Moorish Bridal Song

Felicia Dorothea Hemans 1793 (Liverpool, Lancashire) – 1835 (Dublin, County Dublin)

The citron groves their fruit and flowers were strewing
Around a Moorish palace, while the sigh
Of low sweet summer-winds, the branches wooing,
With music through their shadowy bowers went by;
Music and voices, from the marble halls,
Through the leaves gleaming, and the fountain-falls.

A song of joy, a bridal song came swelling,
To blend with fragrance in those southern shades,
And told of feasts within the stately dwelling,
Bright lamps, and dancing steps, and gem-crown'd maids;
And thus it flow'd;-yet something in the lay
Belong'd to sadness, as it died away.

'The bride comes forth! her tears no more are falling
To leave the chamber of her infant years;
Kind voices from distant home are calling;
She comes like day-spring-she hath done with tears;
Now must her dark eye shine on other flowers,
Her soft smile gladden other hearts than ours!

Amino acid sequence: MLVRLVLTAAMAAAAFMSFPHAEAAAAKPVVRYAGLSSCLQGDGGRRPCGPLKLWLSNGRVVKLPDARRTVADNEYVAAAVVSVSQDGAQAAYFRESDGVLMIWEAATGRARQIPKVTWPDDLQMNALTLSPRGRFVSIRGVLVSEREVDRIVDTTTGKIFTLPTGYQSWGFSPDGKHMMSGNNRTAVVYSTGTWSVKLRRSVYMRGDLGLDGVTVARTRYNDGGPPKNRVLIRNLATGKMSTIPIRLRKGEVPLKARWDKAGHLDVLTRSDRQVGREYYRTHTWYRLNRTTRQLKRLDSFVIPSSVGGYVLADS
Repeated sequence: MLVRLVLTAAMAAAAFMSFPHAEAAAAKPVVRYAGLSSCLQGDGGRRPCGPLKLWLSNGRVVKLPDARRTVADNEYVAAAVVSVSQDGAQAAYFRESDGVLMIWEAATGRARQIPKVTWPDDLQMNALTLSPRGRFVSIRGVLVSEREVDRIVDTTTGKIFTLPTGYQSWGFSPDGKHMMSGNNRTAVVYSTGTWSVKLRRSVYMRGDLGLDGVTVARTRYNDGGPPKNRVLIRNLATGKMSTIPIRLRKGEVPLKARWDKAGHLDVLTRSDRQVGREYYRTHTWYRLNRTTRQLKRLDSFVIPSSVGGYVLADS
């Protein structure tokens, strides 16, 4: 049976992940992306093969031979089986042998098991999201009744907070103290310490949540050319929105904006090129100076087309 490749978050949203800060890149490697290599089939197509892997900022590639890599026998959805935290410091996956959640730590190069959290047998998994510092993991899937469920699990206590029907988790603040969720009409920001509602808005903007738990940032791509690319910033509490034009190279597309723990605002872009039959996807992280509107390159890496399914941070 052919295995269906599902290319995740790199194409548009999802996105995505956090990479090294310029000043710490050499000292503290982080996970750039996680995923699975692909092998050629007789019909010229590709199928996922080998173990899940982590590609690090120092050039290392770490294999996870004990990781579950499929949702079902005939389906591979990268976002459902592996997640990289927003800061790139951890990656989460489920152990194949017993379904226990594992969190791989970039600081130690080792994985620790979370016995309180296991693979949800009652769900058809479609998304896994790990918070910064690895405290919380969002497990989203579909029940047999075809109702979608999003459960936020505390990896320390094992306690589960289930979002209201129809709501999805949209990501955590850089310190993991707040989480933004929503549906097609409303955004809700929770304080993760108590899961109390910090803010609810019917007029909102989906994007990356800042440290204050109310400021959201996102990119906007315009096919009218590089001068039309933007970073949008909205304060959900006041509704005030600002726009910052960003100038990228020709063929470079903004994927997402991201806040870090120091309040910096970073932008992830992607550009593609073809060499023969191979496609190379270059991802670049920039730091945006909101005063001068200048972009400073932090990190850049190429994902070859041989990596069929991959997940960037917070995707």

-Pour the rich odours round!

'We haste! the chosen and the lovely bringing;
Love still goes with her from her place of birth;
Deep silent joy within her soul is springing,
Though in her glance the light no more is mirth!
Her beauty leaves us in its rosy years;
Her sisters weep-but she hath done with tears!
-Now may the timbrel sound!'

Know'st thou for whom they sang the bridal numbers?
-One, whose rich tresses were to wave no more!
One, whose pale cheek soft winds, nor gentle slumbers,
Nor Love's own sigh, to rose-tints might restore!
Her graceful ringlets o'er a bier were spread.-
-Weep for the young, the beautiful,-the dead!

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Submitted on May 13, 2011

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Felicia Dorothea Hemans

Felicia Dorothea Hemans was an English poet. Two of her opening lines, "The boy stood on the burning deck" and "The stately homes of England", have acquired classic status. more…

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    "Moorish Bridal Song" Poetry.net. STANDS4 LLC, 2020. Web. 23 Sep. 2020. <https://www.poetry.net/poem/13518/moorish-bridal-song>.

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